Accelerating solar-plus-storage in the next five years will boost the efficiency and resilience of global energy networks, according to 92% of energy industry professionals. The finding is from DNV’s Industry Insights research, which surveyed global energy industry professionals on their outlook, expectations and priorities for the year ahead. DNV’s Energy Transition Outlook forecasts that solar will grow 20-fold globally by 2050 and installations are increasingly being planned with dedicated storage. Within a decade, about one fifth of all PV installed will be with dedicated storage, and by mid-century, this share will have risen to half. “Global emissions are continuing to rise; the good news is that we have the technologies to prevent further increase of emissions. “Combining solar and storage also opens a wide range of possibilities to provide 100% renewable energy for society in a reliable and cost-efficient way. “It’s important that we act fast for the collective good, remove barriers for clean energy and plan for long term progress,” said Ditlev Engel, CEO, Energy Systems at DNV.
The forecast also shows that despite its current higher costs, solar-plus-storage has an advantage over solar PV on capture price. Plants with storage can charge batteries when sunlight is plentiful during the day and sell the stored electricity when the price is high. By 2038, the capture price advantage of solar-plus-storage over regular solar PV plants will surpass the cost disadvantage on a globally averaged basis. Of those surveyed for Industry Insights, respondents working in the solar industry see investment in storage as a priority, with two thirds revealing they already have revenue-producing business interests in the sector and 56% expecting to increase their investment in the year ahead. Skills shortages and lack of policy support could stand in the way of progress, with both solar and storage industry respondents citing these as the biggest barriers to growth. Around 63% of respondents from the solar industry stated that not enough people are entering the workforce in the sector, while 62% revealed that their own organisation is finding it increasingly difficult to attract employees with the skills required for the energy transition. Regarding policy support, 47% said that inadequacy, delays or surprises in public policy represents the biggest risk to their organisation’s near-term success. A further 87% of solar industry respondents stated that reforms to permitting and licencing processes are critical to meeting net zero targets. DNV’s Industry Insights research was conducted in January and May 2023 and includes over 1500 respondents from Europe, North America, Latin America and Asia Pacific.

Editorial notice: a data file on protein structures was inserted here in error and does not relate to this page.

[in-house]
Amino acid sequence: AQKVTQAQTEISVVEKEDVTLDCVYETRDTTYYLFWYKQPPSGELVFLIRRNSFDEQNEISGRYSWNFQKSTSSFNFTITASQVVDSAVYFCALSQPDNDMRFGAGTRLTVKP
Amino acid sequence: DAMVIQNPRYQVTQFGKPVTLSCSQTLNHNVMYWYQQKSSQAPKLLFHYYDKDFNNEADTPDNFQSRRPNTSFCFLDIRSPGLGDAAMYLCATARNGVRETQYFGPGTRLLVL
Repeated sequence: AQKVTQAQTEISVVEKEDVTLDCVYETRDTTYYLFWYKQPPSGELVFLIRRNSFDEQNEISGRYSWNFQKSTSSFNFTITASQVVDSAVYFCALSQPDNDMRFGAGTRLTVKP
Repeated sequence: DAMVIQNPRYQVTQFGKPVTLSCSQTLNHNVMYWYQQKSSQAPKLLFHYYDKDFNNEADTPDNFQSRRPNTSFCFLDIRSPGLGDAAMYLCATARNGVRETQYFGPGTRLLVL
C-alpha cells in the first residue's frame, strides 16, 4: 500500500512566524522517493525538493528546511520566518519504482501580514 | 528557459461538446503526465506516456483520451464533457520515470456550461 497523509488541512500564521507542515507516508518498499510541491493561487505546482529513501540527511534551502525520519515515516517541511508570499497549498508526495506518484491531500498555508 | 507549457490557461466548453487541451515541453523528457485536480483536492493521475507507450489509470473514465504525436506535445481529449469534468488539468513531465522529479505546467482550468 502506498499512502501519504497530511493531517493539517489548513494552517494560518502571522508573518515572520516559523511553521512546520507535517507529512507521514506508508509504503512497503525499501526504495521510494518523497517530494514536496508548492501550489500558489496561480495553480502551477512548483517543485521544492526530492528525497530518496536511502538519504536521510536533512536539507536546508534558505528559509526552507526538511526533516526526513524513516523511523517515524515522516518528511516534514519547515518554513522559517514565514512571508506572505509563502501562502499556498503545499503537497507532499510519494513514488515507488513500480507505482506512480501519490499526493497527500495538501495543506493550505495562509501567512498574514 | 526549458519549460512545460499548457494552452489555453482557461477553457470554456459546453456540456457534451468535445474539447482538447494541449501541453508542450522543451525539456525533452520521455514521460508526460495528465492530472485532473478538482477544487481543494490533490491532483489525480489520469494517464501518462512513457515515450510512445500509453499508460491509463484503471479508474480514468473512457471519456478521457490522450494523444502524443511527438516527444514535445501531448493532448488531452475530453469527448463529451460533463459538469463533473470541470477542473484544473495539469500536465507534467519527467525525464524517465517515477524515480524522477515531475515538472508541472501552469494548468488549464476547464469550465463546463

Credits: renews.biz [Image: DNV]